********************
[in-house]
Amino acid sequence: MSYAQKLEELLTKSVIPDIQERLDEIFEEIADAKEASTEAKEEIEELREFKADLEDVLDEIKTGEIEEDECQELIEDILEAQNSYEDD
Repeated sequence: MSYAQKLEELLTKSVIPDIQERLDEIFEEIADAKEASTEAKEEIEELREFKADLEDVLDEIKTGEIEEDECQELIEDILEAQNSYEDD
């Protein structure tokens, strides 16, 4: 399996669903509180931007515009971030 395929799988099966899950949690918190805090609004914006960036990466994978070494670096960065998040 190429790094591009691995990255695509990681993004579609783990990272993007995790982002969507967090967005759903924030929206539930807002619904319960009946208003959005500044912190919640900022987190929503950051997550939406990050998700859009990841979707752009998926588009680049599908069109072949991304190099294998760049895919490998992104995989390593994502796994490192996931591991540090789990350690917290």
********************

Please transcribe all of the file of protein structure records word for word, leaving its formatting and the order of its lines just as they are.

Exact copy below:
[in-house]
Amino acid sequence: MSYAQKLEELLTKSVIPDIQERLDEIFEEIADAKEASTEAKEEIEELREFKADLEDVLDEIKTGEIEEDECQELIEDILEAQNSYEDD
Repeated sequence: MSYAQKLEELLTKSVIPDIQERLDEIFEEIADAKEASTEAKEEIEELREFKADLEDVLDEIKTGEIEEDECQELIEDILEAQNSYEDD
């Protein structure tokens, strides 16, 4: 399996669903509180931007515009971030 395929799988099966899950949690918190805090609004914006960036990466994978070494670096960065998040 190429790094591009691995990255695509990681993004579609783990990272993007995790982002969507967090967005759903924030929206539930807002619904319960009946208003959005500044912190919640900022987190929503950051997550939406990050998700859009990841979707752009998926588009680049599908069109072949991304190099294998760049895919490998992104995989390593994502796994490192996931591991540090789990350690917290």